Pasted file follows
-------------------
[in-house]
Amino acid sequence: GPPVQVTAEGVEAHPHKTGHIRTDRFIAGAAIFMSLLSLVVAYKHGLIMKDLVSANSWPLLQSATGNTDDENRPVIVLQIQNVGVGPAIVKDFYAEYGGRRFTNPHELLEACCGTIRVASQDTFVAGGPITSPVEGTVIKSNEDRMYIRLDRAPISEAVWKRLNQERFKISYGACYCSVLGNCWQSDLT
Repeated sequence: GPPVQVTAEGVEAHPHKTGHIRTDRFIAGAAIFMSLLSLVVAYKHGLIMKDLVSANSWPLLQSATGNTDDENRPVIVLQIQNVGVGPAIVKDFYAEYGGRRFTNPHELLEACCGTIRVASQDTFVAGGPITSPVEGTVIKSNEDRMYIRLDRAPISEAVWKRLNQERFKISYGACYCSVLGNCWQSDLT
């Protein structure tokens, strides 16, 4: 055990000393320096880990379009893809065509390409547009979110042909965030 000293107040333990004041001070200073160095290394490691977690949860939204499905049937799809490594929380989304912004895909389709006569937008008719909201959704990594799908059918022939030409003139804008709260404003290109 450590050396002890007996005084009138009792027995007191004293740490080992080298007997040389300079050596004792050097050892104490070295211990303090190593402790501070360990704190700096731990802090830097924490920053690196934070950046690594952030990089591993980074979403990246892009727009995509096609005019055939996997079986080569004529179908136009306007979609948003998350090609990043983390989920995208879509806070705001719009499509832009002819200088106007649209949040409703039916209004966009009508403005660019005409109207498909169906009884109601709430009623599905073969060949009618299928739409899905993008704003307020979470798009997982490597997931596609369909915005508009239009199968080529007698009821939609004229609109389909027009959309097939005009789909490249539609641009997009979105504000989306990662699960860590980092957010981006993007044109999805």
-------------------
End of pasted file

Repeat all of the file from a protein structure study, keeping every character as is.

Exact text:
[in-house]
Amino acid sequence: GPPVQVTAEGVEAHPHKTGHIRTDRFIAGAAIFMSLLSLVVAYKHGLIMKDLVSANSWPLLQSATGNTDDENRPVIVLQIQNVGVGPAIVKDFYAEYGGRRFTNPHELLEACCGTIRVASQDTFVAGGPITSPVEGTVIKSNEDRMYIRLDRAPISEAVWKRLNQERFKISYGACYCSVLGNCWQSDLT
Repeated sequence: GPPVQVTAEGVEAHPHKTGHIRTDRFIAGAAIFMSLLSLVVAYKHGLIMKDLVSANSWPLLQSATGNTDDENRPVIVLQIQNVGVGPAIVKDFYAEYGGRRFTNPHELLEACCGTIRVASQDTFVAGGPITSPVEGTVIKSNEDRMYIRLDRAPISEAVWKRLNQERFKISYGACYCSVLGNCWQSDLT
């Protein structure tokens, strides 16, 4: 055990000393320096880990379009893809065509390409547009979110042909965030 000293107040333990004041001070200073160095290394490691977690949860939204499905049937799809490594929380989304912004895909389709006569937008008719909201959704990594799908059918022939030409003139804008709260404003290109 450590050396002890007996005084009138009792027995007191004293740490080992080298007997040389300079050596004792050097050892104490070295211990303090190593402790501070360990704190700096731990802090830097924490920053690196934070950046690594952030990089591993980074979403990246892009727009995509096609005019055939996997079986080569004529179908136009306007979609948003998350090609990043983390989920995208879509806070705001719009499509832009002819200088106007649209949040409703039916209004966009009508403005660019005409109207498909169906009884109601709430009623599905073969060949009618299928739409899905993008704003307020979470798009997982490597997931596609369909915005508009239009199968080529007698009821939609004229609109389909027009959309097939005009789909490249539609641009997009979105504000989306990662699960860590980092957010981006993007044109999805």